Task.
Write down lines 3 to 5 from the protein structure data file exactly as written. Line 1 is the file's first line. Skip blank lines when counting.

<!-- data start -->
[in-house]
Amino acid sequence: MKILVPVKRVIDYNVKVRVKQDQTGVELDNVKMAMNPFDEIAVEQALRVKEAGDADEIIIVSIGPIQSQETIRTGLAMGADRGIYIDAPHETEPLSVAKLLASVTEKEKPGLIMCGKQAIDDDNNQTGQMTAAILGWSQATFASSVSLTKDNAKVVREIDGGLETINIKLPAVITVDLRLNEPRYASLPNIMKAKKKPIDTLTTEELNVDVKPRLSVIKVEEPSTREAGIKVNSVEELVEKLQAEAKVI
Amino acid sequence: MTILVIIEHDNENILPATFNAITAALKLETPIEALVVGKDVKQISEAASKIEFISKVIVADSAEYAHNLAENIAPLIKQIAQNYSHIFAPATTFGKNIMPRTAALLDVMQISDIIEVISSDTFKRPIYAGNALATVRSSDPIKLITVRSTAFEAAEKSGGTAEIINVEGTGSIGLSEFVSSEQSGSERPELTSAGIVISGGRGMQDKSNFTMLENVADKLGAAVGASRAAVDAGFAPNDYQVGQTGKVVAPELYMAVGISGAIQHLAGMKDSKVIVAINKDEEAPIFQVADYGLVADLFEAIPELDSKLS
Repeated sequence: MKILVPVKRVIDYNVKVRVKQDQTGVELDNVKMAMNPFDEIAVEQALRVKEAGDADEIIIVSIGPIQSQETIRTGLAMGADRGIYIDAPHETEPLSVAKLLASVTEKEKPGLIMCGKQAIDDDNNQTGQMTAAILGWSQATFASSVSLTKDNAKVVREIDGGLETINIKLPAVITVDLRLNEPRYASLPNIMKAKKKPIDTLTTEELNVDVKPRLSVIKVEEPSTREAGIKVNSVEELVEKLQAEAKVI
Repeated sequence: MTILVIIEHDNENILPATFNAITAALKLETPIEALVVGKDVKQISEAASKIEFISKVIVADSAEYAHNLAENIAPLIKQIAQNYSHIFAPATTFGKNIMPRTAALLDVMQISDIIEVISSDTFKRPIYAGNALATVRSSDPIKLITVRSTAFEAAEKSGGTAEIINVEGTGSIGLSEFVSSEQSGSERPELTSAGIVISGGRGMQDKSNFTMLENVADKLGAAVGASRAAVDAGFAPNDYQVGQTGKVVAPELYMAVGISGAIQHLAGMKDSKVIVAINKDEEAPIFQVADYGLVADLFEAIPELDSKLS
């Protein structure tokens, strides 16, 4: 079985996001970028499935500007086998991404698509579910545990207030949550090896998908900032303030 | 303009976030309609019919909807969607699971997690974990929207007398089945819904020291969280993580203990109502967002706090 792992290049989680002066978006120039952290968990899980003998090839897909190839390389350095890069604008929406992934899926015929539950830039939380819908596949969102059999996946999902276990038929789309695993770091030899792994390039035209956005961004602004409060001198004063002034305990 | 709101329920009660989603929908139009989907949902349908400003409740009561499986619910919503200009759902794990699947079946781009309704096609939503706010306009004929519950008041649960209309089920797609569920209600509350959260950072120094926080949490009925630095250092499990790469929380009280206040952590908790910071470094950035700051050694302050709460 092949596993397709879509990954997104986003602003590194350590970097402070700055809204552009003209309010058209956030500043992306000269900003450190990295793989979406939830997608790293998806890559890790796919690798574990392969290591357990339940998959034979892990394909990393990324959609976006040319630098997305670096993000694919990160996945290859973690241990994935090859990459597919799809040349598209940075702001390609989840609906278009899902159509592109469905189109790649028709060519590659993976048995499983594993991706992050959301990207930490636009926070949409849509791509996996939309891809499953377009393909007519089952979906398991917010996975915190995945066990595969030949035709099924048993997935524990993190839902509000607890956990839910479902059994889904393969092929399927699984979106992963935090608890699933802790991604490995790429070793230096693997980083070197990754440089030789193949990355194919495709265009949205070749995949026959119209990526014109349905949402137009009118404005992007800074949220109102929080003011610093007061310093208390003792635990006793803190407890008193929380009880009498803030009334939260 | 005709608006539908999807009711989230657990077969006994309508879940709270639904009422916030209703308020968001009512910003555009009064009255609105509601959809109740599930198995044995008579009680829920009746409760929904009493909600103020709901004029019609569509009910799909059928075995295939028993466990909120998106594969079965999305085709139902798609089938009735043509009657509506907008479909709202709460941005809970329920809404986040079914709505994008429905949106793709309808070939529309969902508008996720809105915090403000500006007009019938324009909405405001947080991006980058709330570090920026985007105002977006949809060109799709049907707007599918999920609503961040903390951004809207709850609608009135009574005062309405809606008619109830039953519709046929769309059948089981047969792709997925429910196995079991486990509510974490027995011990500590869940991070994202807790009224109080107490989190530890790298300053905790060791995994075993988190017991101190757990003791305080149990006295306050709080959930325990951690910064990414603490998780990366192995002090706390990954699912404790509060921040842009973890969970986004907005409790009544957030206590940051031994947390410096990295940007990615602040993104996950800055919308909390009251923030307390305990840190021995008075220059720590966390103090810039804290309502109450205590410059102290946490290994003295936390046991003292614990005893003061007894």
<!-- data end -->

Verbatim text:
Amino acid sequence: MTILVIIEHDNENILPATFNAITAALKLETPIEALVVGKDVKQISEAASKIEFISKVIVADSAEYAHNLAENIAPLIKQIAQNYSHIFAPATTFGKNIMPRTAALLDVMQISDIIEVISSDTFKRPIYAGNALATVRSSDPIKLITVRSTAFEAAEKSGGTAEIINVEGTGSIGLSEFVSSEQSGSERPELTSAGIVISGGRGMQDKSNFTMLENVADKLGAAVGASRAAVDAGFAPNDYQVGQTGKVVAPELYMAVGISGAIQHLAGMKDSKVIVAINKDEEAPIFQVADYGLVADLFEAIPELDSKLS
Repeated sequence: MKILVPVKRVIDYNVKVRVKQDQTGVELDNVKMAMNPFDEIAVEQALRVKEAGDADEIIIVSIGPIQSQETIRTGLAMGADRGIYIDAPHETEPLSVAKLLASVTEKEKPGLIMCGKQAIDDDNNQTGQMTAAILGWSQATFASSVSLTKDNAKVVREIDGGLETINIKLPAVITVDLRLNEPRYASLPNIMKAKKKPIDTLTTEELNVDVKPRLSVIKVEEPSTREAGIKVNSVEELVEKLQAEAKVI
Repeated sequence: MTILVIIEHDNENILPATFNAITAALKLETPIEALVVGKDVKQISEAASKIEFISKVIVADSAEYAHNLAENIAPLIKQIAQNYSHIFAPATTFGKNIMPRTAALLDVMQISDIIEVISSDTFKRPIYAGNALATVRSSDPIKLITVRSTAFEAAEKSGGTAEIINVEGTGSIGLSEFVSSEQSGSERPELTSAGIVISGGRGMQDKSNFTMLENVADKLGAAVGASRAAVDAGFAPNDYQVGQTGKVVAPELYMAVGISGAIQHLAGMKDSKVIVAINKDEEAPIFQVADYGLVADLFEAIPELDSKLS